On Sunday, Twitter will release the transparency report for the second half of 2014. Based on the data we have, it is safe to assume that Turkey will again be the country with most removal requests. But it will also show that the company complies with that.
Last year, the U.S. made requests on about 42 accounts. Five of them were based on court orders, and Twitter didn’t abide by any. Pakistan made 101 requests, but Twitter restored access to all content “in the absence of additional clarifying information from Pakistani authorities.”
But when it comes to Turkey (and Russia), Twitter seems to bow down much too easily and much too often. This is concerning.
In 2013, Twitter reached a 30 percent penetration rate in Turkey after the massive, Occupy-like Gezi Park protests, when many Turks lost their faith in the country’s mainstream media. Twitter’s service has played an instrumental role in the right to information in Turkey. It’s still a major resource for many politically active Turks: When the government blocked access to the site wholesale, users found workarounds, switching to open DNS and VPN services and making headlines with the #TurkeyBlockedTwitter hashtag.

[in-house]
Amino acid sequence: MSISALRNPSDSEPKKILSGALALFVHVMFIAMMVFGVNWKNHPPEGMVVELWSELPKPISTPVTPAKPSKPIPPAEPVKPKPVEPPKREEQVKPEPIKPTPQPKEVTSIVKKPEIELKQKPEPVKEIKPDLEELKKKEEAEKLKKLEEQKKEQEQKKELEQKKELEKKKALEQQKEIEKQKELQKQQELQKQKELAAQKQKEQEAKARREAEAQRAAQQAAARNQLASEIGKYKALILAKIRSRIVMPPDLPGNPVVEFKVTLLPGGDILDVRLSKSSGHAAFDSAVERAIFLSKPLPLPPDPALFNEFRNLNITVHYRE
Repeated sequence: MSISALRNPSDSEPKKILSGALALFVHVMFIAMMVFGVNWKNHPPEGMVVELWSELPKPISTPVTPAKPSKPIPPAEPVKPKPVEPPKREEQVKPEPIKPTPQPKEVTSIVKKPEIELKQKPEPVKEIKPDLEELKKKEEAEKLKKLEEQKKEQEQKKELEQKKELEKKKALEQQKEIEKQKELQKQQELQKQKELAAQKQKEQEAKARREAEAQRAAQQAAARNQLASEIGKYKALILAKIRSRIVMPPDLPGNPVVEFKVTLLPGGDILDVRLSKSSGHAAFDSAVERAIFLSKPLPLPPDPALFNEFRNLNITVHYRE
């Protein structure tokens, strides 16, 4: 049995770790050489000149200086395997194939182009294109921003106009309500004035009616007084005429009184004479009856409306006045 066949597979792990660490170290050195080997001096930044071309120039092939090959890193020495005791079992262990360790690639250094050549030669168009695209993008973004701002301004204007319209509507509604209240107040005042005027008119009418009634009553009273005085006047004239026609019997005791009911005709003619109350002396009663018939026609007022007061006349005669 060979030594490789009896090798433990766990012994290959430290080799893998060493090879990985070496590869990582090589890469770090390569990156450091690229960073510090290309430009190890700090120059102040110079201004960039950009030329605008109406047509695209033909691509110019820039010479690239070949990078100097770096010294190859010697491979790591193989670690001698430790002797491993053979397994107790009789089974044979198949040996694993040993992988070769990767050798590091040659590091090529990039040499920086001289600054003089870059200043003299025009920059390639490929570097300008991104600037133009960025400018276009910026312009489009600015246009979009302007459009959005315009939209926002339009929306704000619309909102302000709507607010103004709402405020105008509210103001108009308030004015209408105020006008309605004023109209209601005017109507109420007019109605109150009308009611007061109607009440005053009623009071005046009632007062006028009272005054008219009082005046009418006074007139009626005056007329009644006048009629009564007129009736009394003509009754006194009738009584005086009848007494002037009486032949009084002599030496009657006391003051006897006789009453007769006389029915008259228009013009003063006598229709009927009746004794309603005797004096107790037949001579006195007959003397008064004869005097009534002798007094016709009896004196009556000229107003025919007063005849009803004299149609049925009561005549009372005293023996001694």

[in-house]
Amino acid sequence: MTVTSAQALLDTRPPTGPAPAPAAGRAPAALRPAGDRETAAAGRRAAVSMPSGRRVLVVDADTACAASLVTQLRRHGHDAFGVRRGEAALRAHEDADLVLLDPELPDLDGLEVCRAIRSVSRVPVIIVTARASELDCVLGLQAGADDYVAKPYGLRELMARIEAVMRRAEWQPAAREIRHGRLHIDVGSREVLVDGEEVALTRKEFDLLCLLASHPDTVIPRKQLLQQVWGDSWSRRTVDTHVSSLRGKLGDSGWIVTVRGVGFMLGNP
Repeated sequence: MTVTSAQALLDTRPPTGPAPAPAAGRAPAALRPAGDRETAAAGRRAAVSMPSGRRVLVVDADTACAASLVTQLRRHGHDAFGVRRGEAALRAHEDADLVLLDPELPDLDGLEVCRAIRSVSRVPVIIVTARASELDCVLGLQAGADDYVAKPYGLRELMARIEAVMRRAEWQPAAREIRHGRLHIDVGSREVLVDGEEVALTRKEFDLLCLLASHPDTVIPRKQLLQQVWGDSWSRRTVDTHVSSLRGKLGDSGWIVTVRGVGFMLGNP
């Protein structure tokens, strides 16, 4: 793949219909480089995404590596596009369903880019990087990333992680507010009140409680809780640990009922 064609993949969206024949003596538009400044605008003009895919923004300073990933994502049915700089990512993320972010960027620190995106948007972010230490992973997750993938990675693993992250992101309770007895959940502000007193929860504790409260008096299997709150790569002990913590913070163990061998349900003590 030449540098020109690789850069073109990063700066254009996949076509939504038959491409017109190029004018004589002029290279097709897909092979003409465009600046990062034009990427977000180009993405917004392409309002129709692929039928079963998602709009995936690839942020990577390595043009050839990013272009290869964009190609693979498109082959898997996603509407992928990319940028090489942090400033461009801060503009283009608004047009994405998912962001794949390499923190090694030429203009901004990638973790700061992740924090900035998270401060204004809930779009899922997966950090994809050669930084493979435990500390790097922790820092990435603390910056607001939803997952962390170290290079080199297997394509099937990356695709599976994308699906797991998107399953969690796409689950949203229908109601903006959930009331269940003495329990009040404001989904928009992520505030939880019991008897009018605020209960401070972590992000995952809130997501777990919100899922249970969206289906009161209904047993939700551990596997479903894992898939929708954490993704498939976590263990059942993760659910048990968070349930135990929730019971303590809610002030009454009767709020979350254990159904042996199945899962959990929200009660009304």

But as privacy and civil liberties advocate Aral Balkan reminds us, Twitter is not a public space. We are not entitled to freedom of speech on Twitter. The company only grants us speech on its own terms.
Correction: a former version of this story misstated the names of the men cited in the @oyyokhirsiza leak.
Photo by Free Grunge Textures/Flickr (CC BY 2.0) | Remix by Fernando Alfonso III
Efe Kerem Sözeri is a Turkish freelance researcher who lives in the Netherlands. After studying political science in Istanbul, he moved to Amsterdam to study migrants' political behavior. Besides his academic work, he regularly writes on internet freedom and censorship in Turkey.